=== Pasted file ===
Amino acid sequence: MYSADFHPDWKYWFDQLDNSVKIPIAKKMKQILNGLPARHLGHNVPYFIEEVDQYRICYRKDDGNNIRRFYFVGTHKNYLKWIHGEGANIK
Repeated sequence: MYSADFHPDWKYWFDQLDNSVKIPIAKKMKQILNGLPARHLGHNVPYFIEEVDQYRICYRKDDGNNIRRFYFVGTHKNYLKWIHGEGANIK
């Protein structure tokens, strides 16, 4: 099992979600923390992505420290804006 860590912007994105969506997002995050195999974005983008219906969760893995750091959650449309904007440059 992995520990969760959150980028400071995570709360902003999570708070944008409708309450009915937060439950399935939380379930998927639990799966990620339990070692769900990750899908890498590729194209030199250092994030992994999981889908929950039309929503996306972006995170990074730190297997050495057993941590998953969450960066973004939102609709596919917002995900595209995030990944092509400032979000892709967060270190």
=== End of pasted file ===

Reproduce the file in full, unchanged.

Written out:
Amino acid sequence: MYSADFHPDWKYWFDQLDNSVKIPIAKKMKQILNGLPARHLGHNVPYFIEEVDQYRICYRKDDGNNIRRFYFVGTHKNYLKWIHGEGANIK
Repeated sequence: MYSADFHPDWKYWFDQLDNSVKIPIAKKMKQILNGLPARHLGHNVPYFIEEVDQYRICYRKDDGNNIRRFYFVGTHKNYLKWIHGEGANIK
């Protein structure tokens, strides 16, 4: 099992979600923390992505420290804006 860590912007994105969506997002995050195999974005983008219906969760893995750091959650449309904007440059 992995520990969760959150980028400071995570709360902003999570708070944008409708309450009915937060439950399935939380379930998927639990799966990620339990070692769900990750899908890498590729194209030199250092994030992994999981889908929950039309929503996306972006995170990074730190297997050495057993941590998953969450960066973004939102609709596919917002995900595209995030990944092509400032979000892709967060270190």